Message from the Chair
Confronting centuries of cultural production in German-speaking countries with questions that are fundamental to contemporary existence, the Department of German offers an ideal environment in which to explore issues of culture, communication, value, and collective existence today. Firmly grounded in the study of literature and art but also rigorously interdisciplinary, our department gathers together faculty and students working with a variety of methods and objects that include critical theory, media studies, visual culture, aesthetic philosophy, history of science, systems theory, feminism, political theory, material culture, and psychoanalysis. Have a look around the new website, and please don’t hesitate to contact us with any questions!
– Devin Fore, Chair
dek + intro
Niemand kann dir die Brücke bauen, auf der gerade du über den Fluß des Lebens schreiten mußt, niemand außer dir allein.
No one can construct for you the bridge upon which precisely you must cross the stream of life, no one but you yourself alone.
– Nietzsche, Also sprach Zarathustra (1893)
German language instruction at Princeton dates back to the mid-19th century and was made part of the mandatory curriculum of modern languages by President McCosh in the first year of his administration in 1868. The first person named to the John H. Woodhull Chair in Modern Languages was a rather flamboyant Prussian-born General Joseph Karg who came to the United States (where he went on to become a Civil War hero) after studies in Breslau, Paris, and Berlin and two prison stints for his activities as a Polish freedom fighter. Karg taught German (and French) at Princeton from 1869 to 1892 and was soon joined by Herman C. O. Huss, and succeeded by Willard C. Humphreys and J. Preston Hoskins.
Following the creation of the Department of Modern Languages and Literatures by Princeton President Woodrow Wilson in 1904, Princeton hired George Madison Priest (translator of Goethe’s Faust), Max F. Blau and Harvey Waterman Hewett-Thayer (author of Hoffmann: Author of the Tales). From 1938 to 1940 the German faculty also included the distinguished writer Thomas Mann who had an appointment as Lecturer in German.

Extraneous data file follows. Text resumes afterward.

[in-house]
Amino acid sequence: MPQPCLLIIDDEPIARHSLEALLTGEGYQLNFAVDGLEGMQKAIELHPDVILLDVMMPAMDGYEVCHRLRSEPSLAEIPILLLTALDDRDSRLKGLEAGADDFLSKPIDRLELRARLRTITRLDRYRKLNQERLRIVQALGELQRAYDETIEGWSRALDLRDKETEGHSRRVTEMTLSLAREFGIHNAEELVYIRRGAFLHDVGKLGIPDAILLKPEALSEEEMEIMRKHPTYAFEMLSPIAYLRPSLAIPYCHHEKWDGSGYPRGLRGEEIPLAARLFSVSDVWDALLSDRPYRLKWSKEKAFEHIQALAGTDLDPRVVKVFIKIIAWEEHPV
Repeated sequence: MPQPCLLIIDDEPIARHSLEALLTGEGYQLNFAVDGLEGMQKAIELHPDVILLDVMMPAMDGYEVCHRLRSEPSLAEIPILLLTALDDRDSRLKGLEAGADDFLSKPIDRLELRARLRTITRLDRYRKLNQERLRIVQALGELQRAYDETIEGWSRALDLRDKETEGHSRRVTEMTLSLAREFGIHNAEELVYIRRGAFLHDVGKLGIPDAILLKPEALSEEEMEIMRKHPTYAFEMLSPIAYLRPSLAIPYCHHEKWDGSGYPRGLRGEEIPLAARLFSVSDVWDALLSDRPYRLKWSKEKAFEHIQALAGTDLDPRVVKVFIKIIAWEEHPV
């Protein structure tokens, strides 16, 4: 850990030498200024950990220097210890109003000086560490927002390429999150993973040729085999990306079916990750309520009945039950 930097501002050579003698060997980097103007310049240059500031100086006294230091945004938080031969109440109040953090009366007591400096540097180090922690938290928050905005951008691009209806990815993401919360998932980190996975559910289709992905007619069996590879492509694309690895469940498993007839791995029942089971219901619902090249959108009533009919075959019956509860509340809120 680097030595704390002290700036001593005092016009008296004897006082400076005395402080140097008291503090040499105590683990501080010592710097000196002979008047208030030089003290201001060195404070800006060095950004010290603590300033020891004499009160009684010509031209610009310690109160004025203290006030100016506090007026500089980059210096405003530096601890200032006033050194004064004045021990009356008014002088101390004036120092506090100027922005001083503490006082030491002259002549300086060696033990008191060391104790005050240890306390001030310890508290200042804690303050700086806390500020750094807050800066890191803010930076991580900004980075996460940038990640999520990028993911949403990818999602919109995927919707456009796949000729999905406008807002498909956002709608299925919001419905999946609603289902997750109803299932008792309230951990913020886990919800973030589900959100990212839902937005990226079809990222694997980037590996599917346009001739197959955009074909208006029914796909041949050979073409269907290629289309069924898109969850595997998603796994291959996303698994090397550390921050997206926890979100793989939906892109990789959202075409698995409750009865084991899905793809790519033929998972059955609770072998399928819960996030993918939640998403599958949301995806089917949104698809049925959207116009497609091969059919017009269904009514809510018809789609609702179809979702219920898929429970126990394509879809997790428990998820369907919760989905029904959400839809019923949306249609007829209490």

After German was established as an autonomous department in 1958, its first chair Victor Lange enlarged its size and scope through a series of appointments including the linguist William G. Moulton in 1960; the medievalist Michael J. H. Curschmann in 1963; the literary scholar (and later chair) Theodore J. Ziolkowski in 1964; and the famous Kafka translator, theorist and comparatist Stanley A. Corngold in 1966. Lange was also president of the International Association of Germanists from 1965-1970, a tenure that culminated with the 1970 IAG Congress being held at Princeton.
Over the course of the following decades, Princeton’s German department, though relatively small, came to be widely recognized as one of the most dynamic in the country, continuing Lange’s tradition of expanding the scholarly scope of Germanistic to include strengths in related fields such as philosophy, critical theory, art history and media. Besides covering the traditional curriculum of German Literature and Culture from the Middle Ages through the present, with particular emphasis on Romanticism, poetics, narratology, history and theory of the novel, and second-language acquisition, the current faculty also has strong teaching and publication records in critical theory, continental philosophy, literary theory, gender studies, history of science, film and media studies, photography and psychoanalysis — to offer a far from exhaustive list — as well as a serious commitment to robust interdisciplinarity.
Numerous faculty members also direct or have directed other academic programs on campus (including the Program in European Cultural Studies, The Program in Media & Modernity, and the Program in Medieval Studies), and many of the faculty are also affiliated with other Academic Departments such as Art and Archaeology, Comparative Literature, French & Italian and the School of Architecture.
A thriving Princeton-in-Munich summer program taught by departmental faculty and a longstanding “summer work program” that affords dozens of undergraduates the opportunity to live and work in a German-speaking country over the summer is complimented on the graduate level by the much-heralded “Princeton-Weimar Summer School in Media Studies” which will convene for the 10th summer in a row in 2020. One can get a more detailed sense of the wide range of the department’s teaching and research from the list of courses offered, the individual faculty pages and the extensive programing that is chronicled on the department website.